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Wood Growth Determined from Growth Ring Analysis in Red Pine (Pinus Resinosa) Trees Forced to Lean by a Hurricane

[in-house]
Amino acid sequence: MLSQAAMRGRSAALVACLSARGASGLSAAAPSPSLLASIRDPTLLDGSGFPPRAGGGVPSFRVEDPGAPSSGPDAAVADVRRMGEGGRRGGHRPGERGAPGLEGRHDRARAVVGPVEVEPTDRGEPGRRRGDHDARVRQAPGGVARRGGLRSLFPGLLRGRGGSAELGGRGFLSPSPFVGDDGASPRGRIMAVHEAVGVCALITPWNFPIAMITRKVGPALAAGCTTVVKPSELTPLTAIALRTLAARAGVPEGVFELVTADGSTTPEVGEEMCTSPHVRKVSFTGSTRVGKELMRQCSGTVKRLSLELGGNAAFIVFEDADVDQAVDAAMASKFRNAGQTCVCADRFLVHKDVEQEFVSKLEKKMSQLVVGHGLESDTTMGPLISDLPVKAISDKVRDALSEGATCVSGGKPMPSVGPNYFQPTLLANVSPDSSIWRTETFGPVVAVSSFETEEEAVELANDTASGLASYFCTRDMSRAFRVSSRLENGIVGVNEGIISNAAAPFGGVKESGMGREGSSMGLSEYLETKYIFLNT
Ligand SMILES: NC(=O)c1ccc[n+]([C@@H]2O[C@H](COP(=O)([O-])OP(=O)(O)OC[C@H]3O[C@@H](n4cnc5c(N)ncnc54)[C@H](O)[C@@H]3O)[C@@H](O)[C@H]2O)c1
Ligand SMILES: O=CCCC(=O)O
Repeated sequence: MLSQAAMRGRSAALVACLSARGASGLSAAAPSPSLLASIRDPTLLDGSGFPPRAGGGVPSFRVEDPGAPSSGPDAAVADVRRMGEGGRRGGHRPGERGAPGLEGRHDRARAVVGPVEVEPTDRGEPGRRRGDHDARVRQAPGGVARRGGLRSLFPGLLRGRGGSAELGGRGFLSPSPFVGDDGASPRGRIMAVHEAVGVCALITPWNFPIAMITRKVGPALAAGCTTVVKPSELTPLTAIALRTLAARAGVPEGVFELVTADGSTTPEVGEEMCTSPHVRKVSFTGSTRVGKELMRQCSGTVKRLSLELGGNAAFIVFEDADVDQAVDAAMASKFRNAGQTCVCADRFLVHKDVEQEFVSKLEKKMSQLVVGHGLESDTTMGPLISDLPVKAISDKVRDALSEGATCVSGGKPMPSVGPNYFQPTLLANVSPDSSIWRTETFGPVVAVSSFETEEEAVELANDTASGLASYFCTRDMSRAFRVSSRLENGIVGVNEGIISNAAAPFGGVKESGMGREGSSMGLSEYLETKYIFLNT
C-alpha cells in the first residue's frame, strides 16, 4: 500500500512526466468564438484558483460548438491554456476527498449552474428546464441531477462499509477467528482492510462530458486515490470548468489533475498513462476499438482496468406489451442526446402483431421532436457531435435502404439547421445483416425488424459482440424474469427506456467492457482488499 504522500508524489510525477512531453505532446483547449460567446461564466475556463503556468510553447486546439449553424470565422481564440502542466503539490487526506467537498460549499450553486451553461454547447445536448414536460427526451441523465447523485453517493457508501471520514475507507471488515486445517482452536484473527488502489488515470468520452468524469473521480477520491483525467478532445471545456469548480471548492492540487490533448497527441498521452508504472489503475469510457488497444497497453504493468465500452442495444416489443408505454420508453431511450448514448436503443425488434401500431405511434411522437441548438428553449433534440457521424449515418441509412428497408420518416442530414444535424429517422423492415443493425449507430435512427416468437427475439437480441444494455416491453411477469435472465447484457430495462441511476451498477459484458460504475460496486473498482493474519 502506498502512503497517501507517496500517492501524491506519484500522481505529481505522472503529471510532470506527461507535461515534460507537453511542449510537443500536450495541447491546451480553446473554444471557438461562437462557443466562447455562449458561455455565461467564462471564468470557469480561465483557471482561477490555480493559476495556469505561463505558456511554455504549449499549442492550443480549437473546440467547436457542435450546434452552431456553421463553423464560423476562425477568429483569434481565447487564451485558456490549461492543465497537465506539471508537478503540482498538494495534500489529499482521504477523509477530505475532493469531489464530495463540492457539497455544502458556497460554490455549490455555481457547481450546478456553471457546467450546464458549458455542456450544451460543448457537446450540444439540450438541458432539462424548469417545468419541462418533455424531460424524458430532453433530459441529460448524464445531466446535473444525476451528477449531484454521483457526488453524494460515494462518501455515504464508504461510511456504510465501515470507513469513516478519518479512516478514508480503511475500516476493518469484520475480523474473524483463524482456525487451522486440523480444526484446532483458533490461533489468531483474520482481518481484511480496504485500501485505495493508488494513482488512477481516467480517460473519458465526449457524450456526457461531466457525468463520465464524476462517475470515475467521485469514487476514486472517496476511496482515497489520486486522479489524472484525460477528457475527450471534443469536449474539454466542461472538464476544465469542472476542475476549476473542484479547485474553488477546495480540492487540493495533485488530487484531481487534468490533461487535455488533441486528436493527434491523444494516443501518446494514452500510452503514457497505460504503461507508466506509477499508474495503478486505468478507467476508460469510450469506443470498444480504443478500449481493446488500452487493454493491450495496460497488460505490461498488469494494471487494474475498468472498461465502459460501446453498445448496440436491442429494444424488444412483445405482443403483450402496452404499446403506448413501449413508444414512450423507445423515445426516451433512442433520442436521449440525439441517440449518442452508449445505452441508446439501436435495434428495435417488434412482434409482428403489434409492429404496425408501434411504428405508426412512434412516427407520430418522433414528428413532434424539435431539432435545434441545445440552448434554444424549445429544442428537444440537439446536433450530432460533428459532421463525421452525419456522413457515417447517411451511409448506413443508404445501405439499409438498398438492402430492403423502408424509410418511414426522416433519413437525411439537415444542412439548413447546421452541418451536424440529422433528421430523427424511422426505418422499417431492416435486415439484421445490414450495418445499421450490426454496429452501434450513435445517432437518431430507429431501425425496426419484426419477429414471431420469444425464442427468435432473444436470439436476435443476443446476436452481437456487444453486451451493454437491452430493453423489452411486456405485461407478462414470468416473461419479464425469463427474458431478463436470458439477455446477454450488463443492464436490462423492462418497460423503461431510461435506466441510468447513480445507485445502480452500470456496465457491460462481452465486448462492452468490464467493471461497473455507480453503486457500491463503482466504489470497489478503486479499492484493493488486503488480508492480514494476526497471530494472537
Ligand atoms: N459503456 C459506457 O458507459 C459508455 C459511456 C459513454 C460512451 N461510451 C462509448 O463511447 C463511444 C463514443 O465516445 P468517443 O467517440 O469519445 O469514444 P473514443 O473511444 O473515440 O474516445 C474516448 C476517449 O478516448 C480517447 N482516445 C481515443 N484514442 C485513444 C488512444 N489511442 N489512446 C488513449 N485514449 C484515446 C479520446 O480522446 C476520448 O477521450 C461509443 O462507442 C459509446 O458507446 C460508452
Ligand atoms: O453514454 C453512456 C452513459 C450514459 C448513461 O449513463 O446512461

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Leaning red pine (Pinus resinosa) trees at Harvard Forest in Petersham, Massachusetts, U.S.A., were sampled for wood growth studies 50 years after they were displaced by a hurricane. Before the hurricane incursion, ring width varied among trees and from year to year but not among radiL After the hurricane, between-tree variation in ring width was again significant but it was not appreciably due to angle of displacement (AOD) of the bole. Wood growth distribution along the bole in the leaning trees was complex. Between- radius variation in ring width was significant in the leaning boles; ring width was largest on the lower side. On the average ring width decreased as tree age increased but the variation was much less on the upper than on the lower side. Ring area tended to decrease with increase in age but the relationship was strongest in the least displaced bole and vice versa. Asymmetrie growth ratio increased with AOD of a bole and varied with year of wood formation but was not related to cambium age. Graphs of height above the ground on percentage pith eccentricity exhibited a sinuous shape like that of the trees. Cumulative growth and mean annual increment of height and volume increased with tree age. Current annual increment of height and volurne decreased for 9 and 5 years after the hurricane and after the 64th and 69th year of the tree, respectively. Form factor increased after pruning but decreased later with age. Precipitation was not closely related to ring width in the leaning boles.


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